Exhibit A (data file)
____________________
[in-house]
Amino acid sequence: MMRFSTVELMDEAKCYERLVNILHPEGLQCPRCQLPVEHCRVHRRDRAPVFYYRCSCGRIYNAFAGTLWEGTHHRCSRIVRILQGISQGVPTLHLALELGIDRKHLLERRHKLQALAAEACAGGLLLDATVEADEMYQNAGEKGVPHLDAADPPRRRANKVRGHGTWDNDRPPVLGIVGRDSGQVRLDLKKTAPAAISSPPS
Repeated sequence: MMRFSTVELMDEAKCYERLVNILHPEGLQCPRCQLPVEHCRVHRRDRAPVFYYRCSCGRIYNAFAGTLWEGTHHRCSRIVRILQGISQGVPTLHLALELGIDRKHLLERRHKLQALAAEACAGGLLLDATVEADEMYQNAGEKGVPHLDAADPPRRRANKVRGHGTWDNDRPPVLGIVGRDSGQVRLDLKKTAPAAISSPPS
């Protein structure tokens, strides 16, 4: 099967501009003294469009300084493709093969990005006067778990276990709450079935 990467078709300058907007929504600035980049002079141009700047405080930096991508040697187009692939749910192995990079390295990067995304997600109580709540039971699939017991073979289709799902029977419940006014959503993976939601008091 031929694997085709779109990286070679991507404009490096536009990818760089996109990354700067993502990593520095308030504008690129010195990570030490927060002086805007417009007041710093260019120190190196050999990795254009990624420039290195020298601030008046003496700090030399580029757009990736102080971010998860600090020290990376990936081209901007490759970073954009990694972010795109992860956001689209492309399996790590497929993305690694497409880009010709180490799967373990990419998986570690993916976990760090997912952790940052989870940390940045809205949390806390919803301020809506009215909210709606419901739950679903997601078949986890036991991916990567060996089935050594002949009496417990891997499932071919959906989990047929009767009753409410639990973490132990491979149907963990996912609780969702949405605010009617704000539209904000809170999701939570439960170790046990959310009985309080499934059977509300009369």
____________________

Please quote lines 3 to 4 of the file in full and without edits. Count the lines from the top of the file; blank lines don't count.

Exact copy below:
Repeated sequence: MMRFSTVELMDEAKCYERLVNILHPEGLQCPRCQLPVEHCRVHRRDRAPVFYYRCSCGRIYNAFAGTLWEGTHHRCSRIVRILQGISQGVPTLHLALELGIDRKHLLERRHKLQALAAEACAGGLLLDATVEADEMYQNAGEKGVPHLDAADPPRRRANKVRGHGTWDNDRPPVLGIVGRDSGQVRLDLKKTAPAAISSPPS
């Protein structure tokens, strides 16, 4: 099967501009003294469009300084493709093969990005006067778990276990709450079935 990467078709300058907007929504600035980049002079141009700047405080930096991508040697187009692939749910192995990079390295990067995304997600109580709540039971699939017991073979289709799902029977419940006014959503993976939601008091 031929694997085709779109990286070679991507404009490096536009990818760089996109990354700067993502990593520095308030504008690129010195990570030490927060002086805007417009007041710093260019120190190196050999990795254009990624420039290195020298601030008046003496700090030399580029757009990736102080971010998860600090020290990376990936081209901007490759970073954009990694972010795109992860956001689209492309399996790590497929993305690694497409880009010709180490799967373990990419998986570690993916976990760090997912952790940052989870940390940045809205949390806390919803301020809506009215909210709606419901739950679903997601078949986890036991991916990567060996089935050594002949009496417990891997499932071919959906989990047929009767009753409410639990973490132990491979149907963990996912609780969702949405605010009617704000539209904000809170999701939570439960170790046990959310009985309080499934059977509300009369």